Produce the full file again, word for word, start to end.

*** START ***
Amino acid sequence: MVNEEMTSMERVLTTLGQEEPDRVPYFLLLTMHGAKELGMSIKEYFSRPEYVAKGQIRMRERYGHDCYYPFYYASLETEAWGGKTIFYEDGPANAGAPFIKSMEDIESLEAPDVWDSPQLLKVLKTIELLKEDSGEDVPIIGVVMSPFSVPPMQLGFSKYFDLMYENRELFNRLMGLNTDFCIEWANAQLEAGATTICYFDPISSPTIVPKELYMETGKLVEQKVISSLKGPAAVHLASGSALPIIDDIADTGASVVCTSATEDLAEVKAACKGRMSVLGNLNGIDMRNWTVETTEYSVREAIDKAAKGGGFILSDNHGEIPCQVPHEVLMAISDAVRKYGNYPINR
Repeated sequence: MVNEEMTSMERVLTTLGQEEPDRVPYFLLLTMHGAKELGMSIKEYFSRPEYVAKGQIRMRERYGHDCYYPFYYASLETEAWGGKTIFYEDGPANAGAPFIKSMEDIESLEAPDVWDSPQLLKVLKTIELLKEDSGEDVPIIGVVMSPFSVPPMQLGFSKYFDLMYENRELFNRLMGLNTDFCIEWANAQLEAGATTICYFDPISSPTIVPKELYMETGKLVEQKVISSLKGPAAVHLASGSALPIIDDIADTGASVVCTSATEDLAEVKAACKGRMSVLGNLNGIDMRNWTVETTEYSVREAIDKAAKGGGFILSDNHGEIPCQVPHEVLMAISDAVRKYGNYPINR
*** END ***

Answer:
Amino acid sequence: MVNEEMTSMERVLTTLGQEEPDRVPYFLLLTMHGAKELGMSIKEYFSRPEYVAKGQIRMRERYGHDCYYPFYYASLETEAWGGKTIFYEDGPANAGAPFIKSMEDIESLEAPDVWDSPQLLKVLKTIELLKEDSGEDVPIIGVVMSPFSVPPMQLGFSKYFDLMYENRELFNRLMGLNTDFCIEWANAQLEAGATTICYFDPISSPTIVPKELYMETGKLVEQKVISSLKGPAAVHLASGSALPIIDDIADTGASVVCTSATEDLAEVKAACKGRMSVLGNLNGIDMRNWTVETTEYSVREAIDKAAKGGGFILSDNHGEIPCQVPHEVLMAISDAVRKYGNYPINR
Repeated sequence: MVNEEMTSMERVLTTLGQEEPDRVPYFLLLTMHGAKELGMSIKEYFSRPEYVAKGQIRMRERYGHDCYYPFYYASLETEAWGGKTIFYEDGPANAGAPFIKSMEDIESLEAPDVWDSPQLLKVLKTIELLKEDSGEDVPIIGVVMSPFSVPPMQLGFSKYFDLMYENRELFNRLMGLNTDFCIEWANAQLEAGATTICYFDPISSPTIVPKELYMETGKLVEQKVISSLKGPAAVHLASGSALPIIDDIADTGASVVCTSATEDLAEVKAACKGRMSVLGNLNGIDMRNWTVETTEYSVREAIDKAAKGGGFILSDNHGEIPCQVPHEVLMAISDAVRKYGNYPINR